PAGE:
Blunts and Spliffs

Will retail stores provide these common smoking forms to consumers?

One of the oldest and most popular ways to smoke cannabis is to combine it with tobacco. Mixing the two plants into a single cigarette is commonly known as a “spliff.” Filling a cigar wrap or hollowed-out cigarillo with cannabis makes a “blunt.”

Given the popularity of Blunts and spliffs, one might expect they would be available in cannabis retail stores across the nation. But they’re not. State laws prohibit tobacco products from being sold in any Washington, Oregon, Colorado or Alaska cannabis retail shops.

Under Washington law, cannabis retailers may not add any substance to smokable cannabis that would change its smell, nor can they combine it with any other “foreign matter” that would be considered an adulteration during quality assurance testing.

Photo by Topher i, via Flickr (CC BY 2.0).

Also in Washington, only retailers licensed by the state Liquor and Cannabis Board can sell cannabis or tobacco products. But licensed cannabis retailers are only allowed to sell cannabis products and paraphernalia, making any tobacco product — even if it’s combined with cannabis — off limits.

Oregon law is more straight-forward. The Oregon Liquor Control Commission considers tobacco to be a “poisonous and deleterious” adulterant that is “injurious to health” and therefore prohibited from being combined with cannabis. Additionally, an OLCC-licensed cannabis producer may not add any substance to a cannabis product that would “increase potency, toxicity or addictive potential,” specifically including both nicotine and caffeine.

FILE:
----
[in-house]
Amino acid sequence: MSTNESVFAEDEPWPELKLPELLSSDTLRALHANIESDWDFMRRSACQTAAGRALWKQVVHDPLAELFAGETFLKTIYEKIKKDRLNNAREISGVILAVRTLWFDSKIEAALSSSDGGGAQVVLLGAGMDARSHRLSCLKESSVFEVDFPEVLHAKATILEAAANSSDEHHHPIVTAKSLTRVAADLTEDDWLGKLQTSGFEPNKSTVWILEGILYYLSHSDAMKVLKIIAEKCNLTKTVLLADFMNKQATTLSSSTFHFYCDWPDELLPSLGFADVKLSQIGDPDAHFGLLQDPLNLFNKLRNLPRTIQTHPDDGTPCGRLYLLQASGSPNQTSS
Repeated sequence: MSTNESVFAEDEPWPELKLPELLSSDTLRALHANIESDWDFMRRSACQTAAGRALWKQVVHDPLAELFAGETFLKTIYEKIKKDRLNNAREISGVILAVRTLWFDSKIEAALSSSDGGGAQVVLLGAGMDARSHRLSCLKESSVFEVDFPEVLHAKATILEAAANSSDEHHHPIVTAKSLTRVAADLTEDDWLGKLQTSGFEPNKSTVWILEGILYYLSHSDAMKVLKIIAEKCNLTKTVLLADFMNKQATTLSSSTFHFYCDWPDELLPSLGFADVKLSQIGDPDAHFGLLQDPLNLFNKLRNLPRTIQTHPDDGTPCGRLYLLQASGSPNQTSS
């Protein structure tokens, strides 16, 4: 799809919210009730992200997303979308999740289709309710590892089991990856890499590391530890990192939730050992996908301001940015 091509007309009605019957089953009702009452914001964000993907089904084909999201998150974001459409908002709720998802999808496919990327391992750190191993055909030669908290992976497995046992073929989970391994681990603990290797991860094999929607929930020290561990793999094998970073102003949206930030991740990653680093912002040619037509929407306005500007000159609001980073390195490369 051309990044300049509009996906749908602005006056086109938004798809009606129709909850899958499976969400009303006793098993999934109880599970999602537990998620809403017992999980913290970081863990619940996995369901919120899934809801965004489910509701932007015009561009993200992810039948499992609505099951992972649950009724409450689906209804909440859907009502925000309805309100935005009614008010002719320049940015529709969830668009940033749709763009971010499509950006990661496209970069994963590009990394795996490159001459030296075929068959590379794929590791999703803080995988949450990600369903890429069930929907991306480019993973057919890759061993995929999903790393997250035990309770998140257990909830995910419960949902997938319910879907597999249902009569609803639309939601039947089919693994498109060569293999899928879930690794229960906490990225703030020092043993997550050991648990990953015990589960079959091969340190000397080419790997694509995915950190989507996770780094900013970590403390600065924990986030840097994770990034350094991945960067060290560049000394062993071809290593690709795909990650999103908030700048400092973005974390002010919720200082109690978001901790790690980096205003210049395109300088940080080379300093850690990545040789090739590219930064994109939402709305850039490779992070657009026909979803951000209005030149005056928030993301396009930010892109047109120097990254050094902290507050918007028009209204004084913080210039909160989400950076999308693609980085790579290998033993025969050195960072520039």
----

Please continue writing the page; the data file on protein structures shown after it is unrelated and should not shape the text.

Other states that are currently in the process of drafting and implementing cannabis laws will have to decide whether allowing blunts, spliffs and other cross-buzzing products is an acceptable public health risk.

The good news for those who enjoy mixing their vices is that there is no prohibition in any state for consumers to combine them. Blunt wraps, loose-leaf tobacco and rolling papers are widely available in almost every city and there are plenty of how-to videos to teach consumers to roll their own.

Ammon Ford is law clerk at Gleam Law. He is finishing up his joint JD and MBA degree at Seattle University’s School of Law and Albers School of Business and Economics. He founded the Cannabis Law Society (CLAW), the first cannabis-centered law student association in the country. After graduation, he will focus on entrepreneurial marijuana business law and take the Washington state bar examination in July 2017. He can be reached at Ammon@GleamLaw.com.

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